On 3 April, the Trump administration threatened to place tariffs of 25% on more than 1,300 Chinese goods worth approximately USD50 billion annually. The proposed tariffs – which would apply to a wide range of products, including active pharmaceutical ingredients (APIs) and medical devices, as well as several treatments including vaccines, antidepressants, insulin, and antibiotics – was met with a threat of retaliatory tariffs from the Chinese government.

“As the Chinese saying goes, it is only polite to reciprocate,” the Chinese embassy in the United States said, according to CNN. This led the US government to propose an additional USD100-billion’s worth of tariffs on Chinese goods.

For the time being, the tariffs are just proposals, not policy. But what would US tariffs on imported Chinese APIs mean for drugmakers?

Who would US tariffs on Chinese-made APIs hurt more?
According to the China Chamber of Commerce for Import & Export of Medicines & Health Products, in 2017, the United States imported USD3.9-billion-worth of Chinese-made APIs, representing an increase of 23.8% year on year. This has lead to an increasing number FDA approvals for Chinese generics, culminating in a near-doubling of approvals in 2017. While public health concerns still linger over the quality of Chinese generics – this has been the case since faulty imported Chinese heparin led to several deaths in the US in 2008 – US demand for low-cost Chinese-made generics and APIs continues to rise.

However, the proposed US tariffs are expected to have minimal impact on Chinese generics manufacturers. It is well-known that China’s pharmaceutical market is a sea of generics. However, only about 10% of Chinese generics makers sell to the US. The rest make their income purely by selling to the domestic market, the world’s second-largest pharma market in the world.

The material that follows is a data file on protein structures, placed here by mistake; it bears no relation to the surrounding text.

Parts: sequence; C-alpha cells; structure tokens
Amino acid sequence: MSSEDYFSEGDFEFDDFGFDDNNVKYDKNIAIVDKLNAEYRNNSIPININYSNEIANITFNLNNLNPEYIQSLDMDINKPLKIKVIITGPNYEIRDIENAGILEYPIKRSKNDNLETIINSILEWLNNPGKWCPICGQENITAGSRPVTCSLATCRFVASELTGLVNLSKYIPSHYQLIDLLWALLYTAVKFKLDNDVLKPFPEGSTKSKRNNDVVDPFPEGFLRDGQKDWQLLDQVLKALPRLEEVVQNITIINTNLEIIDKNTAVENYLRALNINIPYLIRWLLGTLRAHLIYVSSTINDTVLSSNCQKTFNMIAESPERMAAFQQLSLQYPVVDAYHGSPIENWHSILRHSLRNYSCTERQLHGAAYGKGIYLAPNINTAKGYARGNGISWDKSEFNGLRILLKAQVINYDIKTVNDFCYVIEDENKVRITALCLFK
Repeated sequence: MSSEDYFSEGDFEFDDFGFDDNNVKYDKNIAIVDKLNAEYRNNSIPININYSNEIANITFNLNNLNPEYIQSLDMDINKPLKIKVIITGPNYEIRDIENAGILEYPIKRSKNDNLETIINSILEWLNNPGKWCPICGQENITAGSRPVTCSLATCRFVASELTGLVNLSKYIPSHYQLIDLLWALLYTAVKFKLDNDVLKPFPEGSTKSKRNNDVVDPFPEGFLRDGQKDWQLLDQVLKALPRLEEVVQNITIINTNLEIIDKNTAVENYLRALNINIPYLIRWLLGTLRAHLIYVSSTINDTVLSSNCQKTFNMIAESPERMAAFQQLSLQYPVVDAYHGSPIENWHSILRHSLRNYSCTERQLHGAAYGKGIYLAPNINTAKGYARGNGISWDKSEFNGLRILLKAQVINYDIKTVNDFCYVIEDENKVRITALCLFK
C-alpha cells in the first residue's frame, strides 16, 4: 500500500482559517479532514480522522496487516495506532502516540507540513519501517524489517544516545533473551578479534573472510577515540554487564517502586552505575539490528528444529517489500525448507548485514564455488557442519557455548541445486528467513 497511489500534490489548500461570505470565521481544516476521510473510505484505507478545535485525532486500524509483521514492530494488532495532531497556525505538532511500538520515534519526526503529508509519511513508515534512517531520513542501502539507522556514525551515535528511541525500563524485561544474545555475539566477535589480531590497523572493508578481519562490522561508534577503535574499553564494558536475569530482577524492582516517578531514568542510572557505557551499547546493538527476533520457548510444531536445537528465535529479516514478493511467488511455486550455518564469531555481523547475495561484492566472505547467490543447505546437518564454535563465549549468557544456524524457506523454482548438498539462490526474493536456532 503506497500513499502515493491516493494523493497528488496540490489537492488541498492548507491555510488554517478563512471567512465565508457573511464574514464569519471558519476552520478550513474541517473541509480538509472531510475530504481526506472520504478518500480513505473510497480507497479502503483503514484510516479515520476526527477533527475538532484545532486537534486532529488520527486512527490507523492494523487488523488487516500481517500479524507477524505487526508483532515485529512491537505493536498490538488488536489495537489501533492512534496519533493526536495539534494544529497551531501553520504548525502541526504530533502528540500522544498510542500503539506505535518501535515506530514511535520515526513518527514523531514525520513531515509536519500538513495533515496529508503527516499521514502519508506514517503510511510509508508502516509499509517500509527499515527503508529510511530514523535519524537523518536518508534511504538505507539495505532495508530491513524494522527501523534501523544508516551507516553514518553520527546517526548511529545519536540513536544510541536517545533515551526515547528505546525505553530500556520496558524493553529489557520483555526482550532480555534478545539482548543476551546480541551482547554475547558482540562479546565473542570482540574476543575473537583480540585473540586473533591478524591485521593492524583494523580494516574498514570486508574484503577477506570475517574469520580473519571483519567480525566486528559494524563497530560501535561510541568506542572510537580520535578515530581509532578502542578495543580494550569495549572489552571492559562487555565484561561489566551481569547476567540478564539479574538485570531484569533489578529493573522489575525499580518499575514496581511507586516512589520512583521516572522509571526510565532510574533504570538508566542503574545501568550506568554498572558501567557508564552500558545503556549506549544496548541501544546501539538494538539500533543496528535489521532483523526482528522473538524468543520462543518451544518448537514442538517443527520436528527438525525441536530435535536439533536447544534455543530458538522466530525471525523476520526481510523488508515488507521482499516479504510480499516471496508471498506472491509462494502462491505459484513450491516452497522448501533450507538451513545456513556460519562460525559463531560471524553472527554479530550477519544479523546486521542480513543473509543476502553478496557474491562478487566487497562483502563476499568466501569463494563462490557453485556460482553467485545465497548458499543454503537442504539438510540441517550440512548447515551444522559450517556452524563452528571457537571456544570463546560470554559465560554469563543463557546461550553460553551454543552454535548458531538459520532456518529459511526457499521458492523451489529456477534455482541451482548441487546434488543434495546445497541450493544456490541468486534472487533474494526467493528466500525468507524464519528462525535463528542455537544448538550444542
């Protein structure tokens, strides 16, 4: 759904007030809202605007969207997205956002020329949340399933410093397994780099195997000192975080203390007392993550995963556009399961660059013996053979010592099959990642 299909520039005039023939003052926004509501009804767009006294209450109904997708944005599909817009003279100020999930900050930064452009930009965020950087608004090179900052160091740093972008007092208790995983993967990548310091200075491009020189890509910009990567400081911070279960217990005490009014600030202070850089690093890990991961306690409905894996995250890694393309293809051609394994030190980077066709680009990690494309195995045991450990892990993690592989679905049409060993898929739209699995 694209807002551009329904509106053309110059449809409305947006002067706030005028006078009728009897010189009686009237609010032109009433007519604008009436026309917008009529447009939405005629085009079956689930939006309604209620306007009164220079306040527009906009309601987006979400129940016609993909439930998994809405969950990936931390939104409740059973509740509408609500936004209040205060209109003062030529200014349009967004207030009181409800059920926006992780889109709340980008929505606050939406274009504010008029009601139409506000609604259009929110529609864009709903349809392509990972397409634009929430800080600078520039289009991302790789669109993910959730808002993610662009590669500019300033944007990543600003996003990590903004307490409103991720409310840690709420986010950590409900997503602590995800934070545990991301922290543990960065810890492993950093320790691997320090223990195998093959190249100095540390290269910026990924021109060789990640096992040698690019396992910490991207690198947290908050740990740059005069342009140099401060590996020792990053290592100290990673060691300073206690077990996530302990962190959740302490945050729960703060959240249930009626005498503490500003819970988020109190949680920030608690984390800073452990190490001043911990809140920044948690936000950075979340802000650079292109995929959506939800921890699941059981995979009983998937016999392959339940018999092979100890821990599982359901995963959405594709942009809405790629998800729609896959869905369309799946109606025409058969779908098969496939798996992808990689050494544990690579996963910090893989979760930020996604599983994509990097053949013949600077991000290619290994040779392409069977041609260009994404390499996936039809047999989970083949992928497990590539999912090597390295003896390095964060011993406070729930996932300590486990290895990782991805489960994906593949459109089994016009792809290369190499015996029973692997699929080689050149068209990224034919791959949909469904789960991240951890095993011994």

The numbers back it up: Chinese API exports to the United States reached USD3.9 billion in 2017, accounting for 82.5% of China’s total API exports, according to the China Chamber of Commerce for Import & Export of Medicines & Health Products. However, only slightly more than 500 of China’s approximate 5,000 drug makers are registered to export APIs to the United States. This indicates that if the US tariffs do become a reality, only a small fraction Chinese generics makers will be affected and possibly re-direct themselves to meet growing demand at home. Chinese generics makers are already benefiting from several favourable policies announced by the Chinese authorities earlier this year.

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(It’s also worth noting that while the Trump administration’s tariffs would deliberately target China’s strategic growth industries, the tariffs are not going to deter the Chinese authorities from their ambitions of developing their pharmaceutical sector as part of a wider “Made in China 2025” campaign. Nor has the threat of tariffs deterred China from its plan of slashing import taxes on imported cancer treatments.)

For US drugmakers, however, the situation looks slightly different.
Tariffs on Chinese APIs would be expected to punish US generics makers, rather than companies focusing mainly on high-cost innovative treatments. API costs typically make up a small proportion of the overall cost of developing an innovative or prescription treatment, given their high research and development and marketing costs, as well as typically higher list prices. US generics makers, on the other hand, may be more significantly affected the proposed tariffs. This is due to the substantially lower cost and relative lack of innovation involved in manufacturing generic treatments, with manufacturers potentially expected to pass the cost on to patients to preserve their typically thin profit margins.

Any US tariffs that come into force would not do so until at least May. US President Trump has indicated that his administration would “probably” come to an agreement with China, according to Bloomberg. Overall, it is anyone’s guess what happens next.